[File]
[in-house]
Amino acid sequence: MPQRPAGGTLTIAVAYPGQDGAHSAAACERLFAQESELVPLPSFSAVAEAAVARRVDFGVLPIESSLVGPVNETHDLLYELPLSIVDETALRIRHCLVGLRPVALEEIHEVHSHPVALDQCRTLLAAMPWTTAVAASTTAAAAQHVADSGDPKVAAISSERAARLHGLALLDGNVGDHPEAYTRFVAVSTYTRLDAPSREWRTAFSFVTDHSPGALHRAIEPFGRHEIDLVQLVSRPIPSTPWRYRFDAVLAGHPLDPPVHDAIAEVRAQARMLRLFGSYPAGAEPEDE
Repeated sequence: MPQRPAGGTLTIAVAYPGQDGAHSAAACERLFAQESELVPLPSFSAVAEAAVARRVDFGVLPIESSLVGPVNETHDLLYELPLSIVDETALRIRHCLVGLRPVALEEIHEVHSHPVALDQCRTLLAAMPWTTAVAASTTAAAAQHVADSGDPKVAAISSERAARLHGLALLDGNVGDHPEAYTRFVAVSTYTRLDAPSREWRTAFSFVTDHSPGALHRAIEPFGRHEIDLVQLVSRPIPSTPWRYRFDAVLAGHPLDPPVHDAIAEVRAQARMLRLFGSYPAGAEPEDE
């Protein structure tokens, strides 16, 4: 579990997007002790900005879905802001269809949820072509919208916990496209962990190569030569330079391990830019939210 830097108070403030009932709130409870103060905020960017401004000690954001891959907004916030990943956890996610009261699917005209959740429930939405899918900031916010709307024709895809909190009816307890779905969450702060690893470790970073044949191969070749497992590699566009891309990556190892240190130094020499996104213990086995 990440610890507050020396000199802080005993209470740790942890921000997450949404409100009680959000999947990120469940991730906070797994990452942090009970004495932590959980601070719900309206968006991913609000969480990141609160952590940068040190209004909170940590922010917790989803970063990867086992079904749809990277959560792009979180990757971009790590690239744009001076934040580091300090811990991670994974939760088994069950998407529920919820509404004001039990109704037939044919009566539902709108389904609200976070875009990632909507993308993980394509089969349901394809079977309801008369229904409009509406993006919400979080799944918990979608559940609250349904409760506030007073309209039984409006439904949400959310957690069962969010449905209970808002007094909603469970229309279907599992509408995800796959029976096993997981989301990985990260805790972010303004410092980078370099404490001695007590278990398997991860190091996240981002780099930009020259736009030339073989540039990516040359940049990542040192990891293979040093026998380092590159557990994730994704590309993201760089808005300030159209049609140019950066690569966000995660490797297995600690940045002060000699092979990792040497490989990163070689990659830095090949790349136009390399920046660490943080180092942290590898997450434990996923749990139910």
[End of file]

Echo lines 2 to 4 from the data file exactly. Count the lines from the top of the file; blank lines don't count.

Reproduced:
Amino acid sequence: MPQRPAGGTLTIAVAYPGQDGAHSAAACERLFAQESELVPLPSFSAVAEAAVARRVDFGVLPIESSLVGPVNETHDLLYELPLSIVDETALRIRHCLVGLRPVALEEIHEVHSHPVALDQCRTLLAAMPWTTAVAASTTAAAAQHVADSGDPKVAAISSERAARLHGLALLDGNVGDHPEAYTRFVAVSTYTRLDAPSREWRTAFSFVTDHSPGALHRAIEPFGRHEIDLVQLVSRPIPSTPWRYRFDAVLAGHPLDPPVHDAIAEVRAQARMLRLFGSYPAGAEPEDE
Repeated sequence: MPQRPAGGTLTIAVAYPGQDGAHSAAACERLFAQESELVPLPSFSAVAEAAVARRVDFGVLPIESSLVGPVNETHDLLYELPLSIVDETALRIRHCLVGLRPVALEEIHEVHSHPVALDQCRTLLAAMPWTTAVAASTTAAAAQHVADSGDPKVAAISSERAARLHGLALLDGNVGDHPEAYTRFVAVSTYTRLDAPSREWRTAFSFVTDHSPGALHRAIEPFGRHEIDLVQLVSRPIPSTPWRYRFDAVLAGHPLDPPVHDAIAEVRAQARMLRLFGSYPAGAEPEDE
């Protein structure tokens, strides 16, 4: 579990997007002790900005879905802001269809949820072509919208916990496209962990190569030569330079391990830019939210 830097108070403030009932709130409870103060905020960017401004000690954001891959907004916030990943956890996610009261699917005209959740429930939405899918900031916010709307024709895809909190009816307890779905969450702060690893470790970073044949191969070749497992590699566009891309990556190892240190130094020499996104213990086995 990440610890507050020396000199802080005993209470740790942890921000997450949404409100009680959000999947990120469940991730906070797994990452942090009970004495932590959980601070719900309206968006991913609000969480990141609160952590940068040190209004909170940590922010917790989803970063990867086992079904749809990277959560792009979180990757971009790590690239744009001076934040580091300090811990991670994974939760088994069950998407529920919820509404004001039990109704037939044919009566539902709108389904609200976070875009990632909507993308993980394509089969349901394809079977309801008369229904409009509406993006919400979080799944918990979608559940609250349904409760506030007073309209039984409006439904949400959310957690069962969010449905209970808002007094909603469970229309279907599992509408995800796959029976096993997981989301990985990260805790972010303004410092980078370099404490001695007590278990398997991860190091996240981002780099930009020259736009030339073989540039990516040359940049990542040192990891293979040093026998380092590159557990994730994704590309993201760089808005300030159209049609140019950066690569966000995660490797297995600690940045002060000699092979990792040497490989990163070689990659830095090949790349136009390399920046660490943080180092942290590898997450434990996923749990139910």